2 Matching Annotations
  1. May 2020
    1. Organizations must be transparent on the purpose of the data collection and consent must be “explicit and freely given”. This means that the mechanism for acquiring consent must be unambiguous and involve a clear “opt-in” action (the regulation specifically forbids pre-ticked boxes and similar “opt-out” mechanisms)
    1. Make it clear that signing up is optional. Consent must be “freely given”; you may not coerce users into joining your mailing list or make it appear as if joining the list is mandatory. For this reason, you must make it clear that signing up is optional. This is especially relevant in cases where you offer free white-papers (or e-books) for download. While the user’s email address is required for the delivery of the service, signing up for your newsletter is not. In such a case, you must not make it appear as if signing-up to the newsletter list mandatory and must make it clear that it is optional.

      Question (answer below)

      Are they saying that it's not allowed to make signing up for a mailing list a precondition/requirement for anything? This was surprising to me.

      So if you have a newsletter sign-up page that sends a digital bonus gift (like an e-book) to new subscribers, are required to completely change/repurpose your "newsletter sign-up page" into a "download e-book page" (that has an optional checkbox to also sign up for the newsletter, if you want)? That seems dumb to me, since it requires completely reversing the purpose of the page — which was, in my mind, primarily about signing up for the newsletter, with a bonus (an essentially optional one) thrown in for those who do so. Are you required to either repurpose it like that or remove the free bonus offer that would be sent to new subscribers?

      The irony of this is that it requires websites that have a newsletter sign-up page like that to change it into a "newsletter sign-up page" where the newsletter sign-up part is optional. Which make you look kind of stupid, making a page that claims to be one thing but doesn't necessarily do what it says it's for.

      Does this mean, in effect, that you may not lawfully provide any sort of incentive or reward for signing up for something (like a mailing list)? As long as it's very clear that some action is required before delivery of some thing, I don't see why this sort of thing should not be permitted? Would this fall under contract law? And as such, wouldn't such a contract be allowed and valid? Are mailing lists a special class of [service] that has special requirements like this? Or is it part of a broader category to which this requirement applies more generally?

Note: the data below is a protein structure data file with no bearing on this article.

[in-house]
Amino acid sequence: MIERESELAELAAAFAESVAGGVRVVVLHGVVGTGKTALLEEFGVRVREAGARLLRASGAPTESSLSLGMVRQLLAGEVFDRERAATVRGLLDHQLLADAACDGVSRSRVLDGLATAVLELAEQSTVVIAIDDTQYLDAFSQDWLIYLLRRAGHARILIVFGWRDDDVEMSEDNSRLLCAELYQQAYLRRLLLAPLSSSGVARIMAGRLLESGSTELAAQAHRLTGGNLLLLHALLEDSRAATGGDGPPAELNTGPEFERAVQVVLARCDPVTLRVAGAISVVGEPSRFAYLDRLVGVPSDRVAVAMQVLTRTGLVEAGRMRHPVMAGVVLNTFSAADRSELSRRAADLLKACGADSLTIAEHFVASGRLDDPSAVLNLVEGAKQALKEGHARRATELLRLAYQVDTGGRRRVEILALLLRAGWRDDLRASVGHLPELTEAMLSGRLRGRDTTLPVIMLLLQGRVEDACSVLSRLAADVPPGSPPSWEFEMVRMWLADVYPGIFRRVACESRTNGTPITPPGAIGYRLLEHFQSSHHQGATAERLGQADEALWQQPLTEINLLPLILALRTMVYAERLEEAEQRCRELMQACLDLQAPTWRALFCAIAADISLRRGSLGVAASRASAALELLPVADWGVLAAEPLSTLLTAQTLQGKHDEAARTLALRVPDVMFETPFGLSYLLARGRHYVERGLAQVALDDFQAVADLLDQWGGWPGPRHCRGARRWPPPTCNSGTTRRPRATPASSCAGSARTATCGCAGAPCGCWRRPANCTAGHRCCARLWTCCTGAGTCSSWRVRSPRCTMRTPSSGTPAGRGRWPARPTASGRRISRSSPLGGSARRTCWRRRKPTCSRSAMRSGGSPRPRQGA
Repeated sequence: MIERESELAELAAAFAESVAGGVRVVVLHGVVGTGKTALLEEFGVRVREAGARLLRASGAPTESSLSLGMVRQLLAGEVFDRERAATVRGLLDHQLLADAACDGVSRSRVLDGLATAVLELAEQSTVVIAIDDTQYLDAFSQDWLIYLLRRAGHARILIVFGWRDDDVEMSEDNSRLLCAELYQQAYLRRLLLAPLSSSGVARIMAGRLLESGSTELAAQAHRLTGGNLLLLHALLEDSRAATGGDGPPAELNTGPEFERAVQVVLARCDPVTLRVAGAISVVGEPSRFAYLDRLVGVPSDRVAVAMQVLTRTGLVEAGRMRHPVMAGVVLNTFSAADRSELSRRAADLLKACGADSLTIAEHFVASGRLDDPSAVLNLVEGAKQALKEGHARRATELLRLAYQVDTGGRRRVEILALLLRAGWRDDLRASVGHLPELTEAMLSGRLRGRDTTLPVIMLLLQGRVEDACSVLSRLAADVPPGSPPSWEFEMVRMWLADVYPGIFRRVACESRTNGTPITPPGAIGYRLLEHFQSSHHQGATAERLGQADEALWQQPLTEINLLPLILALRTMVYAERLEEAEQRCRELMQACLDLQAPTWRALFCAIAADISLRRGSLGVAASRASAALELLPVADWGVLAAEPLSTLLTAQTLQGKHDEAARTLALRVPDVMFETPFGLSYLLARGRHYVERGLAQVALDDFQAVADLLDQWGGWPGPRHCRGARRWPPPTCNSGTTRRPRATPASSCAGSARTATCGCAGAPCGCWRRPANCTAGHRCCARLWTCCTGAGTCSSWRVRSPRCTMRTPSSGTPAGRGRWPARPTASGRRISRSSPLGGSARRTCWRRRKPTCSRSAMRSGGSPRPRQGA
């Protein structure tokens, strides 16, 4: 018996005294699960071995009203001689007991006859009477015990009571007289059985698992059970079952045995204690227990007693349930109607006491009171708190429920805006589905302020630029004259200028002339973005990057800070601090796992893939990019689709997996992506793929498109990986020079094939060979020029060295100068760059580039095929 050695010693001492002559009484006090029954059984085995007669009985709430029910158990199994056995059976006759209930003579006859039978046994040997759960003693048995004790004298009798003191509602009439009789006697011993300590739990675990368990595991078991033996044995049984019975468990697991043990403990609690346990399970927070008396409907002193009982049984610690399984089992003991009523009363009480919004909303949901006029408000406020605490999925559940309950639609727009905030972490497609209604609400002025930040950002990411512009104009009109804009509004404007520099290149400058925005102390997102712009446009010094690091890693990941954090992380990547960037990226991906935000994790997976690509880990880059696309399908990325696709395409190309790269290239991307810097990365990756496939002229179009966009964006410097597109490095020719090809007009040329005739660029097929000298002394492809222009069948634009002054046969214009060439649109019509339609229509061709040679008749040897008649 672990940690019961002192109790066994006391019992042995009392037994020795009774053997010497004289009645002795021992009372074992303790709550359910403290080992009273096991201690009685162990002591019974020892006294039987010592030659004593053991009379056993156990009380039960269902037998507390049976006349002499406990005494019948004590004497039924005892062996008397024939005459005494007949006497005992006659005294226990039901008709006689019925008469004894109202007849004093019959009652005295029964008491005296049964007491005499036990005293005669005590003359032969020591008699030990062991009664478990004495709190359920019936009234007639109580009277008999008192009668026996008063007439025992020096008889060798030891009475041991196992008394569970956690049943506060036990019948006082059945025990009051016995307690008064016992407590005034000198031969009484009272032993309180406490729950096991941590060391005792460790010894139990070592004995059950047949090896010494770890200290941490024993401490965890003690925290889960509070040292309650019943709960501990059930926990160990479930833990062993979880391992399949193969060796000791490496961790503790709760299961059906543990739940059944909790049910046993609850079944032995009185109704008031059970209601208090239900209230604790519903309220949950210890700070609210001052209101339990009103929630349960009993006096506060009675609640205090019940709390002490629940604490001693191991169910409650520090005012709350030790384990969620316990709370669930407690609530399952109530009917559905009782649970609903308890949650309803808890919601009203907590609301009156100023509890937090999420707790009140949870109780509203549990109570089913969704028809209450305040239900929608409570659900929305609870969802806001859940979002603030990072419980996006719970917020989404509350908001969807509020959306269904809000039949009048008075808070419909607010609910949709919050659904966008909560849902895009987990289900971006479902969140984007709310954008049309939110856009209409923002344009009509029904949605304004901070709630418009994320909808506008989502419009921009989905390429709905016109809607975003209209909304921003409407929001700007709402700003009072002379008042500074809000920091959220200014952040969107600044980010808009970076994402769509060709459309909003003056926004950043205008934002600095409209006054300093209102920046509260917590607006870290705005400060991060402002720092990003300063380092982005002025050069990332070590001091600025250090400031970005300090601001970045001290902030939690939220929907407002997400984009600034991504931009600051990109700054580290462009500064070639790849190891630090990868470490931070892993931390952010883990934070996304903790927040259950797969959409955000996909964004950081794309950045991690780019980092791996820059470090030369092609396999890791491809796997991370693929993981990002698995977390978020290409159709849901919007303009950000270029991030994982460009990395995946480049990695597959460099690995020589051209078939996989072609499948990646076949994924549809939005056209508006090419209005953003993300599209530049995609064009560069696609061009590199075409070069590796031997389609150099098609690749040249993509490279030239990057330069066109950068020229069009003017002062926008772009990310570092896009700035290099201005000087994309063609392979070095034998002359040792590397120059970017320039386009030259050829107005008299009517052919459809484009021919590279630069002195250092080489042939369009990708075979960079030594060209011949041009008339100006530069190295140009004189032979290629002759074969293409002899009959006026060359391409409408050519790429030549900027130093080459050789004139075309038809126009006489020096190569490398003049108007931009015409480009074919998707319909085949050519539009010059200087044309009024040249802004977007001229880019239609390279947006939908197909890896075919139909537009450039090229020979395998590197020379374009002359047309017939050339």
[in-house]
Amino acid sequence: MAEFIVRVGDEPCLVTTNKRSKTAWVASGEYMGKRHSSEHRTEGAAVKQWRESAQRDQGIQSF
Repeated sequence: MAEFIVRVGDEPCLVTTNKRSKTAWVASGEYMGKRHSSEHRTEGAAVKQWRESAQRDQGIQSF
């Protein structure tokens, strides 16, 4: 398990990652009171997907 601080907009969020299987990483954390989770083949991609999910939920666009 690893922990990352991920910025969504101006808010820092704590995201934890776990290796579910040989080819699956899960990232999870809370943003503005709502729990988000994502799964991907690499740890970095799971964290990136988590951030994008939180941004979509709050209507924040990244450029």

Why is requiring the user to provide an email address before they can download a digital reward allowed but not requiring signing up to a mailing list? Why isn't it required that even the email address be optional to provide? (To answer my own question, probably because it's allowed to allow a user to request a specific thing to be sent via email, and an email address is required in order to fulfill that request. But...) It seems that the website could just provide a direct link to download it via HTTP/FTP/etc. as an option for users that chose not to provide an email address. (But should they be required to provide that option anytime they / just because they provide the option to have the same thing delivered via email?)

      Answer

      Looks like my question was answered below:

      Explicit Form (where the purpose of the sign-up mechanism is unequivocal). So for example, in a scenario where your site has a pop-up window that invites users to sign up to your newsletter using a clear phrase such as: “Subscribe to our newsletter for access to discount vouchers and product updates!“, the affirmative action that the user performs by typing in their email address would be considered valid consent.

      So the case I described, where it is made very clear that the incentive that is offered is conditional on subscribing, is listed as an exception to the general rule. That's good; it should be allowed.